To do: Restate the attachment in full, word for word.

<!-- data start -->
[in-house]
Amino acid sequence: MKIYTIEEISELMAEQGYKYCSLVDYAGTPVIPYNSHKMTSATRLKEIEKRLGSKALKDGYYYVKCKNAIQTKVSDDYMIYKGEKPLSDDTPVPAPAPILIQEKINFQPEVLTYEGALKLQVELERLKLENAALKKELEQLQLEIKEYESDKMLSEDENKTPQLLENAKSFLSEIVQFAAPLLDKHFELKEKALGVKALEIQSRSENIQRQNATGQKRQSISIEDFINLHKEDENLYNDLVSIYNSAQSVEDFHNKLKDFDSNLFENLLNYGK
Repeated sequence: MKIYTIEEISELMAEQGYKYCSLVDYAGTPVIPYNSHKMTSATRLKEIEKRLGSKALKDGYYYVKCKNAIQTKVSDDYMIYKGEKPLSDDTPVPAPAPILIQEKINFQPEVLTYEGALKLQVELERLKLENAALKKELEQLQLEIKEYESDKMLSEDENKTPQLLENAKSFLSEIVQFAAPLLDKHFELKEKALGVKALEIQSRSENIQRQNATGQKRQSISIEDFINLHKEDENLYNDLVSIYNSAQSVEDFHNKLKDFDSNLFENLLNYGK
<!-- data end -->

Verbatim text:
[in-house]
Amino acid sequence: MKIYTIEEISELMAEQGYKYCSLVDYAGTPVIPYNSHKMTSATRLKEIEKRLGSKALKDGYYYVKCKNAIQTKVSDDYMIYKGEKPLSDDTPVPAPAPILIQEKINFQPEVLTYEGALKLQVELERLKLENAALKKELEQLQLEIKEYESDKMLSEDENKTPQLLENAKSFLSEIVQFAAPLLDKHFELKEKALGVKALEIQSRSENIQRQNATGQKRQSISIEDFINLHKEDENLYNDLVSIYNSAQSVEDFHNKLKDFDSNLFENLLNYGK
Repeated sequence: MKIYTIEEISELMAEQGYKYCSLVDYAGTPVIPYNSHKMTSATRLKEIEKRLGSKALKDGYYYVKCKNAIQTKVSDDYMIYKGEKPLSDDTPVPAPAPILIQEKINFQPEVLTYEGALKLQVELERLKLENAALKKELEQLQLEIKEYESDKMLSEDENKTPQLLENAKSFLSEIVQFAAPLLDKHFELKEKALGVKALEIQSRSENIQRQNATGQKRQSISIEDFINLHKEDENLYNDLVSIYNSAQSVEDFHNKLKDFDSNLFENLLNYGK